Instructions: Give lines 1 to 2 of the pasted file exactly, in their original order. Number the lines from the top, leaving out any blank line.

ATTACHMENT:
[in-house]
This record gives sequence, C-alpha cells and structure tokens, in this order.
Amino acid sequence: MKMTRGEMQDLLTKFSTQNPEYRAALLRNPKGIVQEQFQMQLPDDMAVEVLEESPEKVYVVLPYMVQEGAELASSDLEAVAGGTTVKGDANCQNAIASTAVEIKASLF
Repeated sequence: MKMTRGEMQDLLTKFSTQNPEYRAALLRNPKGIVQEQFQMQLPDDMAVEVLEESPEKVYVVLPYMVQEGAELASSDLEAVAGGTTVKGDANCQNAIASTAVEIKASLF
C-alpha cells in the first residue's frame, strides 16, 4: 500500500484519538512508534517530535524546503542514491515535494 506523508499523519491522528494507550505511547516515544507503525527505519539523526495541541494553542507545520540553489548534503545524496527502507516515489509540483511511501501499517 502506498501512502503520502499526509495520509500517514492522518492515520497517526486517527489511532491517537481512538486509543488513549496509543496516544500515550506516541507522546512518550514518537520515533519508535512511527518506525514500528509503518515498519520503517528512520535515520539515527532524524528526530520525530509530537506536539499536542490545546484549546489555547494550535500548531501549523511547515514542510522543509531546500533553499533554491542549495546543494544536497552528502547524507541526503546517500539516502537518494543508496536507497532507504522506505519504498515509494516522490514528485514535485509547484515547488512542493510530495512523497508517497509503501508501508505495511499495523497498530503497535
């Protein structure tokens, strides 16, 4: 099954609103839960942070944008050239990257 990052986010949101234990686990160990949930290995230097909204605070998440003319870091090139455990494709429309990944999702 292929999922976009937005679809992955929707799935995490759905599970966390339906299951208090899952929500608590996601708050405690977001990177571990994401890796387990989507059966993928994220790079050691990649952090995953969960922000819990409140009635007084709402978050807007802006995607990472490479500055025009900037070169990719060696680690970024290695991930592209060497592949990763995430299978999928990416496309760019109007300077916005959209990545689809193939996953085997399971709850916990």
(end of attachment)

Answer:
[in-house]
This record gives sequence, C-alpha cells and structure tokens, in this order.